Monday, 23 March 2015

And Thereby Hangs a Tale by Jeffrey Archer

The famous writer Jeffrey Archer Brings fifteen short stories together in the book 'And Thereby Hangs a Tale' in which ten are inspired by real incidents. Each stories are penned in a simple words and ends with a twist.

My favourites are :

Stuck on you: Jeremy, who was too blindly in love with Arabella, a woman out of his reach, falls into her trap and agrees to do a robbery to win her, by giving an engagement ring she wants. He walks into a diamond store, according to her plan where he is invited into a private cabin by the manager, who considers Jeremy as the gentleman by judging his appearance. The manager, shows him the finest choice of stones they have and finds later that the expensive one is missing from the box. Jeremy is suspected and taken into the custody of their securities. Moments later, Jeremy walks out clean as the securities fail to find the ring. Arabella also visits the same diamond store on the same day. The manager invites the regular customer into private cabin and shows their wide collection of stones. She says it is difficult to choose one and promises the manager to come back with Fiance in the evening. Arabella gets a taxi and goes to meet the man waiting for her at Wimbledon and never returns to Jeremy, who was waiting to propose her at a restaurant. The suspense is revealed at the end as the maid at the diamond store finds a chewing gum beneath the table in private cabin and drops it in the dustbin scolding the manager for bad habits.

High Heels: This is the story of an insurance detective Alan Penfold, who is excited to start working on his first independent case. He drives to Romford, where a hundred year old warehouse, situated in an isolated area caught fire at night. He meets the fire officer who believes that the faulty wiring could be the reason behind the fire and so it would be easier for the owner to claim his insurance for the building and the materials in it, each of them for around two million pounds. Alan searches the area for any proof recalling his supervisor's words 'It's often not what you do see that matters, but what you don’t see' ,but does not find any. Later, Alan finds the insurance company representative Mr. Bill Hadman and Mr. Des Lomax ,the owner of the warehouse in a nearest pub. Alan is surprised to find Mr. Lomax in a relaxed mood rather than heartbroken and curious when he argued about why the insurance company would hesitate to give him four million pounds. Back at home, Alan talks to wife, who becomes eager to hear about the case hearing the word 'shoes' and her questions, give him an idea to clear his doubts and the 'something isn't right' feeling in mind. Alan visits the claim manager and asks him for financial support, but the manager neglects the suggestion and tells him to come up with solid reasons to get the money from him. Alan goes back to the site again and this time he was impressed not to find any proof, but only the charred remnant of the warehouse. He visits the bar in the hope to hear some gossips from the locals and learns that Mr. Lomax has gone to Corfu with his latest girlfriend. He calls up Mr. Hadman for updates and is baffled to know that its Mr. Hadman who has gone to Corfu , not Mr. Lomax. Alan visits the claim manager again to tell he can help them to save two millions and the manager gives him the money he needs. He uses up the money on Roger Vivier and Manolo Blahnik shoes, the same brand of shoes which were stored in the warehouse at the time of the fire. He arranges a meeting with the Mr. Lomax at the site. Alan reveals that he knows Mr. Lomax did not go to Curfu as he was busy disposing the shoes from the warehouse. Mr. Lomax denies that showing the bills and receipts from Curfu and challenges him to prove it. This time Alan gets the shoes and a can of petrol from his car and burns it. Once it was cleared , they found large metal buckles!. Alan accuses Mr. Des Lomax for setting up a fraud to claim the insurance money and gives him a choice between two million pounds and jail.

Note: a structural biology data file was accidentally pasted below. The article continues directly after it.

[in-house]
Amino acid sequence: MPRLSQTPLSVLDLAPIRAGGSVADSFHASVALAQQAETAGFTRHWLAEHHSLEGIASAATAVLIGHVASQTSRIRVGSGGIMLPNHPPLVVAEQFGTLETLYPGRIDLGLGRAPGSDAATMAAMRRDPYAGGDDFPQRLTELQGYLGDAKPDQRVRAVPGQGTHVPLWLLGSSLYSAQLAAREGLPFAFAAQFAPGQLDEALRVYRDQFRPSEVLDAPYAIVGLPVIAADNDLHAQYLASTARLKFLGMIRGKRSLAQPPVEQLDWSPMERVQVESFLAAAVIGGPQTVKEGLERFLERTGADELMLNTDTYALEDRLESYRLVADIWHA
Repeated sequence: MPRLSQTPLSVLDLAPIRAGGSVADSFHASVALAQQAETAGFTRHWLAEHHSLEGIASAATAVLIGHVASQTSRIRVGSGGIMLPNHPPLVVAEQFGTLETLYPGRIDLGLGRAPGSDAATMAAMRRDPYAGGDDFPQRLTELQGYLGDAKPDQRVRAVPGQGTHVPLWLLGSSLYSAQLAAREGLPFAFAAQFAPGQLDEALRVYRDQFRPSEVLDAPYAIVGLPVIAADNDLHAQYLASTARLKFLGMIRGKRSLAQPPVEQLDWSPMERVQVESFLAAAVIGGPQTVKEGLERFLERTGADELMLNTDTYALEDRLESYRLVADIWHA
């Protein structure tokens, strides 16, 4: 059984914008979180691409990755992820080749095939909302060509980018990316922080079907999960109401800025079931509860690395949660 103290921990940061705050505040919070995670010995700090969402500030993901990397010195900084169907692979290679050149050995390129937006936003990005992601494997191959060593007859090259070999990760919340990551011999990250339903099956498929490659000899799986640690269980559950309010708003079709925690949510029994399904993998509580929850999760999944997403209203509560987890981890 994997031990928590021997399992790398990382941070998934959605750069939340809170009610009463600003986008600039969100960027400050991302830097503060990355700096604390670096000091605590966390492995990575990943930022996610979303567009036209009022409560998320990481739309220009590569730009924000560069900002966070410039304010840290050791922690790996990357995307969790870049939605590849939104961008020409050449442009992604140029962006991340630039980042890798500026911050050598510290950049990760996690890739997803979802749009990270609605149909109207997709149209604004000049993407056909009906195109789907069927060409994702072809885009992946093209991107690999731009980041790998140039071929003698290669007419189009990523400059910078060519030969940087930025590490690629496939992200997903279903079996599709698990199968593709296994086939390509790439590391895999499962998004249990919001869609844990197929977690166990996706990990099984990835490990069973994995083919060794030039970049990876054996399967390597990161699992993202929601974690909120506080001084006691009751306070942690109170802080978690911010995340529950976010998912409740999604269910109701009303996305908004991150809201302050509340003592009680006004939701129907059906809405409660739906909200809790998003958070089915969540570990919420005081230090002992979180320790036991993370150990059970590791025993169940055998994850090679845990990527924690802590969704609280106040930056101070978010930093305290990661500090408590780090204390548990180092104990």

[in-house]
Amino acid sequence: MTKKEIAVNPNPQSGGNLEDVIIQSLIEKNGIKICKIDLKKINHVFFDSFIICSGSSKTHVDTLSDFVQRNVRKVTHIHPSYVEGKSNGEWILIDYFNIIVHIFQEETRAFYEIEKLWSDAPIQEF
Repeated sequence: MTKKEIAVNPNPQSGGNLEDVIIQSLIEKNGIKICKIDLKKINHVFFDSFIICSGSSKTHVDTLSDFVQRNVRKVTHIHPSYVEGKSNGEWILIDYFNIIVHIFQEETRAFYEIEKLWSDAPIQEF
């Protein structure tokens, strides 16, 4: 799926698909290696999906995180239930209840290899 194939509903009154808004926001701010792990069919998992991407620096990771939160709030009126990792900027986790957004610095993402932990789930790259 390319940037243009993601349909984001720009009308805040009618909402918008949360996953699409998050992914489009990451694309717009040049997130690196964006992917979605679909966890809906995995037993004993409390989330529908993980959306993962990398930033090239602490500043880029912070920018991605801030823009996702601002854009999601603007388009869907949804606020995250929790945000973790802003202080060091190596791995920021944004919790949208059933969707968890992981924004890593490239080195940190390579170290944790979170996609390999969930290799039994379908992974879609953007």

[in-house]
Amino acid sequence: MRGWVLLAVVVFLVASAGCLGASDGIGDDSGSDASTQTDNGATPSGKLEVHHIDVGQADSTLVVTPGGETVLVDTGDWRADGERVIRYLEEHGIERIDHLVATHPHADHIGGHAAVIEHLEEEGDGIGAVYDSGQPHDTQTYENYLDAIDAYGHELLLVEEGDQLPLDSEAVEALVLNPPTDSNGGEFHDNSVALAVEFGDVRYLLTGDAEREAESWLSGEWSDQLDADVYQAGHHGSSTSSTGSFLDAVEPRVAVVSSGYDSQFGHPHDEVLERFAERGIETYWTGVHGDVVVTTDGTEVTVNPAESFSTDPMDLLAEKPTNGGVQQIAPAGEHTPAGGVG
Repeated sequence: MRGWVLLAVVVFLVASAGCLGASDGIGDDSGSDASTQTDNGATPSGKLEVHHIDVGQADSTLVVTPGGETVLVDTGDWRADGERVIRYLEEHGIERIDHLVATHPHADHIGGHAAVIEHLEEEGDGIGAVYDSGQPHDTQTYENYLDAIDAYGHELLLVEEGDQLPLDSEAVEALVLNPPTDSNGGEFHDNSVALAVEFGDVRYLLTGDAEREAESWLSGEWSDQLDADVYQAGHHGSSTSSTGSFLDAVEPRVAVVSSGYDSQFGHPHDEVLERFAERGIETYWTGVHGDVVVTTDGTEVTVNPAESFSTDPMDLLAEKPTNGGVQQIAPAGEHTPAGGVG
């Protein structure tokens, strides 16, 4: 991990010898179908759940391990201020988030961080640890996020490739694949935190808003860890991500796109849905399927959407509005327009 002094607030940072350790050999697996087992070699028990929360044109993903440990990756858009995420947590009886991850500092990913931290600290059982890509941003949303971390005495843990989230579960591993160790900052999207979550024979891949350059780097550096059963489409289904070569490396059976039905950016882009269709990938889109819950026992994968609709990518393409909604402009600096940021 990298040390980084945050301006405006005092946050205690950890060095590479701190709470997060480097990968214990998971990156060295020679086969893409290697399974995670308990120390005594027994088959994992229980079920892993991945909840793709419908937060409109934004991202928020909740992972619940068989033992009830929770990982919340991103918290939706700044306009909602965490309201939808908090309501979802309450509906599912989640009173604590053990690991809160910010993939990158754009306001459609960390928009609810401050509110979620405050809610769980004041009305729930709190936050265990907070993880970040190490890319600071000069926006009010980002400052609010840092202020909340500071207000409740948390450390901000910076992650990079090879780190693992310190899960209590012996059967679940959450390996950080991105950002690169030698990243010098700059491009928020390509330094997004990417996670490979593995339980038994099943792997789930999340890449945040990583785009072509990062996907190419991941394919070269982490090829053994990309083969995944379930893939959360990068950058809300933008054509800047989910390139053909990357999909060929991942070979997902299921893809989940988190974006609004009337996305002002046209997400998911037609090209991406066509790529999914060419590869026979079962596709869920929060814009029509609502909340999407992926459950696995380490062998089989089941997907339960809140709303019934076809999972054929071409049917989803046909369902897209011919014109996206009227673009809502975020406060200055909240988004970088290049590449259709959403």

I would like to say both the stories are cleverly written but those are based on true incidents. Expectations were high when I started reading the book that I picked up from my hard-core Jeffrey Archer fan cousin's collection. Enjoyed the first half with the exciting twists and turns, but the other half turned out to be dull and slow. Some stories are really predictable and some are dragged unnecessarily. The stories will be soon erased from mind since it fails to engross the readers, though the book gives a perceptive analysis of human nature, which is unpredictable. I will not suggest reading it unless you are one of those 'hard-core' fan of Jeffrey Archer.

Happy Reading!!!